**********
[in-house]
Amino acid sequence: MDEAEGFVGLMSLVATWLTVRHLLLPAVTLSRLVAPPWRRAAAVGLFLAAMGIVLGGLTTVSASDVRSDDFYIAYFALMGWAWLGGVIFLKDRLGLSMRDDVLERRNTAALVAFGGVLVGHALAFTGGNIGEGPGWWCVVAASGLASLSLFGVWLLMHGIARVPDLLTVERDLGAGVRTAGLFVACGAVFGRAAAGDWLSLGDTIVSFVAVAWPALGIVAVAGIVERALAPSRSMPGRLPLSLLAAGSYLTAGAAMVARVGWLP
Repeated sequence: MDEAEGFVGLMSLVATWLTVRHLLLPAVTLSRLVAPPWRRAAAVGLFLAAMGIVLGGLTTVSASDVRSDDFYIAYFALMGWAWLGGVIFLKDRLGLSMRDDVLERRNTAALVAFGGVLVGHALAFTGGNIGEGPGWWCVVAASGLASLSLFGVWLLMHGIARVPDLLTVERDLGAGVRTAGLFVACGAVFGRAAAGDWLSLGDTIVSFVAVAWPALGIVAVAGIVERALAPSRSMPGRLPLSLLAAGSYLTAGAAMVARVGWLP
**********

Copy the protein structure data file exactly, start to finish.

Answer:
[in-house]
Amino acid sequence: MDEAEGFVGLMSLVATWLTVRHLLLPAVTLSRLVAPPWRRAAAVGLFLAAMGIVLGGLTTVSASDVRSDDFYIAYFALMGWAWLGGVIFLKDRLGLSMRDDVLERRNTAALVAFGGVLVGHALAFTGGNIGEGPGWWCVVAASGLASLSLFGVWLLMHGIARVPDLLTVERDLGAGVRTAGLFVACGAVFGRAAAGDWLSLGDTIVSFVAVAWPALGIVAVAGIVERALAPSRSMPGRLPLSLLAAGSYLTAGAAMVARVGWLP
Repeated sequence: MDEAEGFVGLMSLVATWLTVRHLLLPAVTLSRLVAPPWRRAAAVGLFLAAMGIVLGGLTTVSASDVRSDDFYIAYFALMGWAWLGGVIFLKDRLGLSMRDDVLERRNTAALVAFGGVLVGHALAFTGGNIGEGPGWWCVVAASGLASLSLFGVWLLMHGIARVPDLLTVERDLGAGVRTAGLFVACGAVFGRAAAGDWLSLGDTIVSFVAVAWPALGIVAVAGIVERALAPSRSMPGRLPLSLLAAGSYLTAGAAMVARVGWLP